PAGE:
When rioting broke out in Baltimore on April 6, nearly the entire Maryland National Guard, both Army and Air, were called up to deal with the unrest. The notable exceptions were the state’s air defense units (which manned surface-to-air missile sites around the state), those units already on duty in the Washington, DC area, and a unit positioned in Cambridge, Maryland (the site of race riots in 1963 and 1967). The Adjutant General of Maryland, Major General George M. Gelston, commanded the National Guard force and also was given control of the city and state police forces in the city (approximately 1,900 police officers).

The combined National Guard and police force proved unable to contain the rioting and on Sunday, April 7, federal troops were requested. Late that evening, elements of the XVIII Airborne Corps at Fort Bragg, North Carolina began arriving on the scene, while several Marine units from Camp Lejeune were put on standby status. With the intervention of federal forces, the Maryland National Guard was called into federal duty, resulting in a shift from state control (reporting to the Governor of Maryland) to federal control (reporting through the Army chain of command to the President). The federal force, Task Force Baltimore, was organized into three brigades and a reserve. These were (roughly), the XVIII Airborne Corps troops, the Maryland National Guard, and troops from the 197th Infantry Brigade from Fort Benning, Georgia (which arrived two days later). The 1,300 troops of the Maryland Air National Guard were organized in a provisional battalion and used to guard critical infrastructure throughout the city, as well as an ad hoc detention facility at the Baltimore Civic Center. Task Force Baltimore peaked at 11,570 Army and National Guard troops on April 9, of which all but about 500 were committed to riot control duties.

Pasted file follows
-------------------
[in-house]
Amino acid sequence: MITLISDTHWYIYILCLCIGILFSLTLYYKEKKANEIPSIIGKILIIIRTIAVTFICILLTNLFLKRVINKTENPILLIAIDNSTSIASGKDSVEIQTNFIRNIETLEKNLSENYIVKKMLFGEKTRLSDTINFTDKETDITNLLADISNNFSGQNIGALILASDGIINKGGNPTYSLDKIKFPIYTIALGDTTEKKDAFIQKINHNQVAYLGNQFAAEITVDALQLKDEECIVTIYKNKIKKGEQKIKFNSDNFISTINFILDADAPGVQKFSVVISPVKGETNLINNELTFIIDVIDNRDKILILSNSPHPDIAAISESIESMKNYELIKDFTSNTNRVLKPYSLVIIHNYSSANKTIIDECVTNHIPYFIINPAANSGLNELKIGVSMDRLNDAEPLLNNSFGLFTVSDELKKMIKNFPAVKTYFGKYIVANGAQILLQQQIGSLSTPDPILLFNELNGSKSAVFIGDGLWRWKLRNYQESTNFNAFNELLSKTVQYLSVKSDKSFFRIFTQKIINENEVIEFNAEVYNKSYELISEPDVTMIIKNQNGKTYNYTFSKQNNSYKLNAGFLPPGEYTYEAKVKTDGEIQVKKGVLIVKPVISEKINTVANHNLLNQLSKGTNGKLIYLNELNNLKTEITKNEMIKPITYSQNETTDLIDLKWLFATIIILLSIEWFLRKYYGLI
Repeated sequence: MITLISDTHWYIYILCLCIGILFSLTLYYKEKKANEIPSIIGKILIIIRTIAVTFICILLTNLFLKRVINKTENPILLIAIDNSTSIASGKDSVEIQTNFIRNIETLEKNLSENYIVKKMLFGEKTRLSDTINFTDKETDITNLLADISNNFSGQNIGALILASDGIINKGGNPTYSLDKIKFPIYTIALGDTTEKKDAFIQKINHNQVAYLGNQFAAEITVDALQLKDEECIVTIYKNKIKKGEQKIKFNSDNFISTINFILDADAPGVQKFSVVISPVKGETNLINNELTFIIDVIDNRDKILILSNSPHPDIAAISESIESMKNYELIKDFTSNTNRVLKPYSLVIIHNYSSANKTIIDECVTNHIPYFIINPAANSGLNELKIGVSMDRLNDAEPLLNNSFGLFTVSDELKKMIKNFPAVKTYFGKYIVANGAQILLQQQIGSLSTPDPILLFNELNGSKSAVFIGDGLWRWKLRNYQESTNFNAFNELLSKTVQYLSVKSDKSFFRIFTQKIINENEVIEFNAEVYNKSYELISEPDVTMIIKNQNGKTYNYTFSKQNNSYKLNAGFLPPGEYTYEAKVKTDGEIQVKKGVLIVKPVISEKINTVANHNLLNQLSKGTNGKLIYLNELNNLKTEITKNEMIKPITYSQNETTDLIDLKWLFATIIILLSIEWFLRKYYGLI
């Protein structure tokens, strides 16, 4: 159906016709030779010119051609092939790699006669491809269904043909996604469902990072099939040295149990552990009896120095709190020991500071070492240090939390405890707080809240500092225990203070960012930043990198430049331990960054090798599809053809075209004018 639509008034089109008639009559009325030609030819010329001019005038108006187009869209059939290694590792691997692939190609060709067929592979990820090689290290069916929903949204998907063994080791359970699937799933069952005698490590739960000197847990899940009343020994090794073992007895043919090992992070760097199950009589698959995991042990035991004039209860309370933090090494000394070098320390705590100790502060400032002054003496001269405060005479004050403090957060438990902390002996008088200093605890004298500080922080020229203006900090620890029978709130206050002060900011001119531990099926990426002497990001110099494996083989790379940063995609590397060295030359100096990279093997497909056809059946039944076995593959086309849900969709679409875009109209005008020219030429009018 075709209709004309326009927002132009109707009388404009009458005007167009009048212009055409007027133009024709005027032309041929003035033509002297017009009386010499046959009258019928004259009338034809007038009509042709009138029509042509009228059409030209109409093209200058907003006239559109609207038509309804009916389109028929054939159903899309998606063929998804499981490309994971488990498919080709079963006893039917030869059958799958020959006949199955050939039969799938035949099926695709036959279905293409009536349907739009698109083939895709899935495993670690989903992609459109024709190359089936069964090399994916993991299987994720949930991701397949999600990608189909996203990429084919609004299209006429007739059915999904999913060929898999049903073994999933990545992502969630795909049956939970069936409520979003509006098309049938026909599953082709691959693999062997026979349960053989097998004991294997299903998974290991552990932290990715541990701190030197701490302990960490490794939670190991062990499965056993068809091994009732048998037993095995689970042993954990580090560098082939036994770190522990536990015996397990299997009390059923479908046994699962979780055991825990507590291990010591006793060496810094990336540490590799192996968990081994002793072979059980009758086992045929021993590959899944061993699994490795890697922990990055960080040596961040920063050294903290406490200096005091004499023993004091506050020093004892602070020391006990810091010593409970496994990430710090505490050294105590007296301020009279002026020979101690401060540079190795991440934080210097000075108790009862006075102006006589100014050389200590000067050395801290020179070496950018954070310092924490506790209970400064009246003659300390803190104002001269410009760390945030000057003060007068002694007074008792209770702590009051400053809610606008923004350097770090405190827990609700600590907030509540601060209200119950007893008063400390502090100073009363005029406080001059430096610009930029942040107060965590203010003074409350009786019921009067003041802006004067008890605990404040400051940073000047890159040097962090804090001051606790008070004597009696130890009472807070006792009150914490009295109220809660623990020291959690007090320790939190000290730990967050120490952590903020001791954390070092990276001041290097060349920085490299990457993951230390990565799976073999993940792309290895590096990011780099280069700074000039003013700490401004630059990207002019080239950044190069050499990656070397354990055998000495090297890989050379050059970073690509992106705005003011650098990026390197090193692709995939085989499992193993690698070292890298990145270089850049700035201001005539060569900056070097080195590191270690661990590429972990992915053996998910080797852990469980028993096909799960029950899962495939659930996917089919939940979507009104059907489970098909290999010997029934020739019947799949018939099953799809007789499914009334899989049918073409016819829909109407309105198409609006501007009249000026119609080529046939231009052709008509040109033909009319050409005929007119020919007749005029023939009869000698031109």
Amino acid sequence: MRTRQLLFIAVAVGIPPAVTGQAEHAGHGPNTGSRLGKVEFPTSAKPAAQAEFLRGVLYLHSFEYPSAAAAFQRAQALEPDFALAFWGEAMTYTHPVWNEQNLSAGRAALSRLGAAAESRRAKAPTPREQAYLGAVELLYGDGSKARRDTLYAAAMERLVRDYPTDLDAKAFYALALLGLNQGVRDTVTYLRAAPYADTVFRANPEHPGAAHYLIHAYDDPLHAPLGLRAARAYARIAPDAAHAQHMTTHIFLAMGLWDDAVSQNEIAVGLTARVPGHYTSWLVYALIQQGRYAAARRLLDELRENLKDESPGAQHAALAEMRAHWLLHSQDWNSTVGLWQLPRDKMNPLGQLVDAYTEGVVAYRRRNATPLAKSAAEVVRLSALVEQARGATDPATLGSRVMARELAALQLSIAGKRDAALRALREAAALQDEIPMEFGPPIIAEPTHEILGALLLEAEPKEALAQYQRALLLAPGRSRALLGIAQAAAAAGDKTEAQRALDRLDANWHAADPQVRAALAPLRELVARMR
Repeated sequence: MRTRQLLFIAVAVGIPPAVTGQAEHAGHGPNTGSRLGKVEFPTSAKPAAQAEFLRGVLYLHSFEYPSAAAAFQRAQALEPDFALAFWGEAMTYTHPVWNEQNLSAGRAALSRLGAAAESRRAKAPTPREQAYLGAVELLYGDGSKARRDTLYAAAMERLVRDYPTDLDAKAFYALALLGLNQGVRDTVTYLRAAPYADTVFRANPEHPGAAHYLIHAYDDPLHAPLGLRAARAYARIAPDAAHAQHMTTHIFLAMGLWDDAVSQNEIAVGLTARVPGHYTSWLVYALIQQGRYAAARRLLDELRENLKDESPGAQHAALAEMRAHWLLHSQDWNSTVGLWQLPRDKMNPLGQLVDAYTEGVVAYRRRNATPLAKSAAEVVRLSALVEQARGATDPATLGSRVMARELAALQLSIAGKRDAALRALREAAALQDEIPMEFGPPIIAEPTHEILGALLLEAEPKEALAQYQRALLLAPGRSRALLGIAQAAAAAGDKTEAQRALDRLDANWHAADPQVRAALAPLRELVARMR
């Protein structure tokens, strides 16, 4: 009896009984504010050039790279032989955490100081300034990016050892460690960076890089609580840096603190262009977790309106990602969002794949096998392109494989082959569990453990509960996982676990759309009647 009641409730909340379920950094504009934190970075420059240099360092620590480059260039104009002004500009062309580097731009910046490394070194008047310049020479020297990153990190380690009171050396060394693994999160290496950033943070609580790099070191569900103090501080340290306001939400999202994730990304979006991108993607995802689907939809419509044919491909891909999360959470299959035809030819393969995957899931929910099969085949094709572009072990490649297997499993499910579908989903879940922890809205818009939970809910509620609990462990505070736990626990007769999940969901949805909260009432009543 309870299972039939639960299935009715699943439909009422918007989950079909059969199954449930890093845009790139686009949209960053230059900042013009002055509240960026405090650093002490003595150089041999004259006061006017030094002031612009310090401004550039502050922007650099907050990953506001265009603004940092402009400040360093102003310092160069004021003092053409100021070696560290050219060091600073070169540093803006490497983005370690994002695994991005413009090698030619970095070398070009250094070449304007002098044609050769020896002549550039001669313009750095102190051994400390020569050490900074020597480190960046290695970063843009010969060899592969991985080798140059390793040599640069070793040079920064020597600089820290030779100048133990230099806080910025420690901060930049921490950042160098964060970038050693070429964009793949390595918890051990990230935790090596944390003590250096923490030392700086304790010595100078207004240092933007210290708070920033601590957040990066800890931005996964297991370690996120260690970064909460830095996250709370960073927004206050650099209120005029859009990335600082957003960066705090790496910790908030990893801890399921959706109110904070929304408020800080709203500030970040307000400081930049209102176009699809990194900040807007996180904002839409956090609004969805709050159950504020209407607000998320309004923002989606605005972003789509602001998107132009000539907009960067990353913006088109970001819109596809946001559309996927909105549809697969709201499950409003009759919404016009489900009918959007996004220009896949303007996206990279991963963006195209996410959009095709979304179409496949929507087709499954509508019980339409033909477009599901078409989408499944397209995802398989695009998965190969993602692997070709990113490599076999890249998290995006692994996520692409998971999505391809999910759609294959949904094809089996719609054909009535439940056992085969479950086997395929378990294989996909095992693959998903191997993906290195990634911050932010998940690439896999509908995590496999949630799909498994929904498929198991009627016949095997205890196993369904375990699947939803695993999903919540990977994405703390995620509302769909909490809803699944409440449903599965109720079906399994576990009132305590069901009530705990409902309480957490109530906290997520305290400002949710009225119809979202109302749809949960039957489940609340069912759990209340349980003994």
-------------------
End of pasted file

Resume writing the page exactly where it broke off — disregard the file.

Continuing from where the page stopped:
Rioting continued for several days as the Task Force sought to reassert control. Early on April 12, federal troops began to depart and by 6 pm that evening responsibility for riot control returned to the National Guard. At midnight Task Force Baltimore ceased to exist and the remainder of federal troops were withdrawn. Maryland National Guard troops remained on duty in the city until April 14, when Maryland Governor Spiro Agnew declared the emergency over and sent them home.

After action reports credited both the National Guard and active Army forces for being extremely disciplined and restrained in dealing with the disturbance, with only four shots fired by National Guard troops and two by active Army troops. These forces had received orders to avoid firing their weapons, as part of an intentional strategy to decrease fatalities.

A total of 10,956 troops had been deployed.

 

2015 Baltimore Riots:

2015-04-28t005951z1lynxmpeb3r00irtroptp4usa-police-baltimore

Protestors began rioting in Baltimore, the largest city in the American state of Maryland, starting April 27, 2015, in reaction to the April 19 death of Freddie Gray. Gray, a 25-year-old African-American resident of the city, died in police custody a week after being arrested. Apparently in good health at the time of his arrest, Gray later sustained injuries to his spine and larynx. The cause and circumstances of his injuries have not been officially determined. Gray fell into a coma on April 12, and despite multiple surgical attempts, he never regained consciousness and died a week later. Six police officers have been suspended pending an investigation.